We are nearing the end of Day 2 of our trip and my-oh-my has this experience been so unique from my previous experiences in South Texas! Because our goals are so different than a normal field or lab season, we have had the wonderful opportunity to converse and work closely with some of the individuals who live, work, and breathe the immigration crisis every day. Through this work and all of these conversations, I have already learned an incredible amount about some of the nuances of what it is like to live and work in Brooks County from multiple perspectives in just the last two days, and I can’t imagine what the rest of the week has in store for us.
Yesterday began at the South Texas Human Rights Center (STHRC)where Eddie led a conversation about the work that he does every day and the obstacles he faces along the way. What really struck me during this conversation was how complex the social and political environment is in South Texas and just how many different organizations are involved in the humanitarian crisis here. Each of these organizations, such as Border Patrol, the Sheriff’s Department, and the STHRC, has their own goals and, therefore, their own perspective, complicating their ability to coordinate their efforts. Furthermore, each organization also has their own experience and areas of expertise, which can make it difficult to understand each other and work together. This point was made clear as I listened to Dr. Latham explain to Eddie the reasons behind the amount of time it takes to obtain DNA results from bone samples, as DNA is one of Dr. Latham’s areas of expertise and is something that Eddie likely has not had direct experience with. Until having this conversation with Eddie, I had not fully realized just how political the relationships between organizations can be and how difficult it can be to navigate those relationships. While listening to his words, I reminded myself that, although the UIndy team is here to volunteer for a week, Eddie’s passion for helping migrants drove him to come out of retirement to volunteer all of his time to this cause through the creation of the STHRC, and that he lives this crisis every day.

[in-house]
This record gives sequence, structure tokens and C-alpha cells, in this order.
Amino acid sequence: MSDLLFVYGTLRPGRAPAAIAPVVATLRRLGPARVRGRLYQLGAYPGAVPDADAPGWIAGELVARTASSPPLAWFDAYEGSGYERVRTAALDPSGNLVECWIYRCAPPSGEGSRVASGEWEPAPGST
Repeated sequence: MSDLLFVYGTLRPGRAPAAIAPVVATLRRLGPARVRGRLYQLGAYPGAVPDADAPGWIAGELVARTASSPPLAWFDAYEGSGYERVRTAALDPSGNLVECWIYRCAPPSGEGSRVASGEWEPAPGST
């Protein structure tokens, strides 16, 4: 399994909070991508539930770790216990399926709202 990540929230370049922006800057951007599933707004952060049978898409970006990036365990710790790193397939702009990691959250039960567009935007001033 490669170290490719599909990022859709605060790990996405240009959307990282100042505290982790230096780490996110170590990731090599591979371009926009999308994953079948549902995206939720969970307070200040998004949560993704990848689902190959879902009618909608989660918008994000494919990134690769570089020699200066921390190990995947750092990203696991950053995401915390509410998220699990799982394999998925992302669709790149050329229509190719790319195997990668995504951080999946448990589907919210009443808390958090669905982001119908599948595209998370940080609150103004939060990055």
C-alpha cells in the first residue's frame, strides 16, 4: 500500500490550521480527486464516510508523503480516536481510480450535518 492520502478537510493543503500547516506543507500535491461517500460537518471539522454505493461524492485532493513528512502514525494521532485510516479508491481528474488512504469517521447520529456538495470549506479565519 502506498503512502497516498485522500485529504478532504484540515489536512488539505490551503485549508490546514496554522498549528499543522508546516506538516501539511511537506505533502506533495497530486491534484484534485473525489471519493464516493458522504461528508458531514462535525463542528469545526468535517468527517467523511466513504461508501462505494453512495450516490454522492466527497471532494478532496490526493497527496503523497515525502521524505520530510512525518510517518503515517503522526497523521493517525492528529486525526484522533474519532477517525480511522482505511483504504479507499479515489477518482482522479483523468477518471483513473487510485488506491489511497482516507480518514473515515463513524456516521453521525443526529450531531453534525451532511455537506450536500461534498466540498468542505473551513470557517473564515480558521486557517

Our team has also had the opportunity to spend time and converse with “Deputy Don,” a local sheriff department Deputy who has been accompanying us. Yesterday, Don rode in the mini-van with some of us (and with his big gun) as we checked the water stations on various ranches in Brooks County, and filled the time in between each stop with stories of some of the experiences he has had searching for, rescuing, and recovering the remains of migrants in and around Falfurrias. As we drove along, Don pointed out very specific locations where he had discovered both living and deceased migrants, often associating each location with a detailed memory of the circumstances that surrounded each recovery. Some stories had a happy ending, where an individual was found on the brink of death and was saved; other stories were much more difficult to hear. Listening to his stories, I realized that Don could recall details about each and every recovery, an indication that this is not just a job for him. Similar to Eddie, Don lives with this humanitarian crisis every day and is working within his organization to not only do his job, but to help save the lives of those in peril and to help give a name back to those who have already perished.
As we were driving through the ranches both yesterday and today, I also happened to notice that Don knew the location of all of the water stations that Eddie had set up on these ranches, a fact that surprised me. This was obviously not Don’s first time visiting the water stations. To me, this was a great example of two very different organizations with different goals working together; the Sheriff’s department, run by law enforcement employees, and the STHRC, run by a very dedicated volunteer. Though their immediate goals, personal experience, and areas of expertise may differ greatly, and though those differences may sometimes cause friction, there was an obvious respect and a mutual understanding of the nature of the humanitarian crisis and the work that needs to be done to help solve it. I feel that I am only beginning to scratch the surface of understanding the complexity of the political and social environment that surrounds this humanitarian crisis, and hope that our continued work with both Don and Eddie this week will bring more insight into life as a humanitarian in Brooks County.